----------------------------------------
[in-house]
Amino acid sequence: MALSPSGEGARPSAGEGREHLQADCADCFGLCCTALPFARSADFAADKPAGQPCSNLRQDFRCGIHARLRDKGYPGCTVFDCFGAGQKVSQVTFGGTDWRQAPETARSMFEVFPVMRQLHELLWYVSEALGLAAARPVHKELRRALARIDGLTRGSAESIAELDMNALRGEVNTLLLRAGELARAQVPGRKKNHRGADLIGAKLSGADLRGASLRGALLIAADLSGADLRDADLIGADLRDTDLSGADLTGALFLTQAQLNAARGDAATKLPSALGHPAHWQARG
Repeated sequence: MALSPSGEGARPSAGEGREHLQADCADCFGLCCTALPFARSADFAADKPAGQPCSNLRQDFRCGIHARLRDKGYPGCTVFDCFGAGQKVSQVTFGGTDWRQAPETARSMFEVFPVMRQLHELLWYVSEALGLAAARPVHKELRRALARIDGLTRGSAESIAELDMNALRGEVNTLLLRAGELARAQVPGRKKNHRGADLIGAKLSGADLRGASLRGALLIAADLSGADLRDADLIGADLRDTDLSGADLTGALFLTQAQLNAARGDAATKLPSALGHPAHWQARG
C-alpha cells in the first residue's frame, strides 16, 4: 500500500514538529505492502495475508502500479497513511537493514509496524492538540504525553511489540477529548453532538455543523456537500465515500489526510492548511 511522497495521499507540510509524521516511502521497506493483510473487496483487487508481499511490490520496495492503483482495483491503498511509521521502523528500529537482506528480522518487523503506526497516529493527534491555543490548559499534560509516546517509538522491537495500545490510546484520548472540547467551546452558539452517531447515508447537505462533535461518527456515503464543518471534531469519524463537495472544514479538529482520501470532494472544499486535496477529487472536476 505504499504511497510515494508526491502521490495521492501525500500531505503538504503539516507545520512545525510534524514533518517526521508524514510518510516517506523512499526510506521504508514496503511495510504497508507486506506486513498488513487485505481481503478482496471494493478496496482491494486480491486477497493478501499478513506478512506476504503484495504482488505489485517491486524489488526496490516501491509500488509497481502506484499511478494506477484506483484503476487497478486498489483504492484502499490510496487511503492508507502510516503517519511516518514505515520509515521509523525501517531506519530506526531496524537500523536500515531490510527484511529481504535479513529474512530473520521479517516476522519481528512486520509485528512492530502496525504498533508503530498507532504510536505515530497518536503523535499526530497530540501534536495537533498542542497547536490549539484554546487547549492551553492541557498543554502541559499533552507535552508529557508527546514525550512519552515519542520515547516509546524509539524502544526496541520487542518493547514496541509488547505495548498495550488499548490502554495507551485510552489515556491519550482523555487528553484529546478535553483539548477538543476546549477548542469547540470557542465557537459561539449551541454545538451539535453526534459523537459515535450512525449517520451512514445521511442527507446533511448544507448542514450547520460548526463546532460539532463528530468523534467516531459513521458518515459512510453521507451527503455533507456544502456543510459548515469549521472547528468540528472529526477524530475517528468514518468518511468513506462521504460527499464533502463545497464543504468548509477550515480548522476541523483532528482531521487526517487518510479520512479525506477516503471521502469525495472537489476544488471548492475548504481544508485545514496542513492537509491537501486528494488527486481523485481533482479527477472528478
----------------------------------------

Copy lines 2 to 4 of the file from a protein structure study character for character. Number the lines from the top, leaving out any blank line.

Amino acid sequence: MALSPSGEGARPSAGEGREHLQADCADCFGLCCTALPFARSADFAADKPAGQPCSNLRQDFRCGIHARLRDKGYPGCTVFDCFGAGQKVSQVTFGGTDWRQAPETARSMFEVFPVMRQLHELLWYVSEALGLAAARPVHKELRRALARIDGLTRGSAESIAELDMNALRGEVNTLLLRAGELARAQVPGRKKNHRGADLIGAKLSGADLRGASLRGALLIAADLSGADLRDADLIGADLRDTDLSGADLTGALFLTQAQLNAARGDAATKLPSALGHPAHWQARG
Repeated sequence: MALSPSGEGARPSAGEGREHLQADCADCFGLCCTALPFARSADFAADKPAGQPCSNLRQDFRCGIHARLRDKGYPGCTVFDCFGAGQKVSQVTFGGTDWRQAPETARSMFEVFPVMRQLHELLWYVSEALGLAAARPVHKELRRALARIDGLTRGSAESIAELDMNALRGEVNTLLLRAGELARAQVPGRKKNHRGADLIGAKLSGADLRGASLRGALLIAADLSGADLRDADLIGADLRDTDLSGADLTGALFLTQAQLNAARGDAATKLPSALGHPAHWQARG
C-alpha cells in the first residue's frame, strides 16, 4: 500500500514538529505492502495475508502500479497513511537493514509496524492538540504525553511489540477529548453532538455543523456537500465515500489526510492548511 511522497495521499507540510509524521516511502521497506493483510473487496483487487508481499511490490520496495492503483482495483491503498511509521521502523528500529537482506528480522518487523503506526497516529493527534491555543490548559499534560509516546517509538522491537495500545490510546484520548472540547467551546452558539452517531447515508447537505462533535461518527456515503464543518471534531469519524463537495472544514479538529482520501470532494472544499486535496477529487472536476 505504499504511497510515494508526491502521490495521492501525500500531505503538504503539516507545520512545525510534524514533518517526521508524514510518510516517506523512499526510506521504508514496503511495510504497508507486506506486513498488513487485505481481503478482496471494493478496496482491494486480491486477497493478501499478513506478512506476504503484495504482488505489485517491486524489488526496490516501491509500488509497481502506484499511478494506477484506483484503476487497478486498489483504492484502499490510496487511503492508507502510516503517519511516518514505515520509515521509523525501517531506519530506526531496524537500523536500515531490510527484511529481504535479513529474512530473520521479517516476522519481528512486520509485528512492530502496525504498533508503530498507532504510536505515530497518536503523535499526530497530540501534536495537533498542542497547536490549539484554546487547549492551553492541557498543554502541559499533552507535552508529557508527546514525550512519552515519542520515547516509546524509539524502544526496541520487542518493547514496541509488547505495548498495550488499548490502554495507551485510552489515556491519550482523555487528553484529546478535553483539548477538543476546549477548542469547540470557542465557537459561539449551541454545538451539535453526534459523537459515535450512525449517520451512514445521511442527507446533511448544507448542514450547520460548526463546532460539532463528530468523534467516531459513521458518515459512510453521507451527503455533507456544502456543510459548515469549521472547528468540528472529526477524530475517528468514518468518511468513506462521504460527499464533502463545497464543504468548509477550515480548522476541523483532528482531521487526517487518510479520512479525506477516503471521502469525495472537489476544488471548492475548504481544508485545514496542513492537509491537501486528494488527486481523485481533482479527477472528478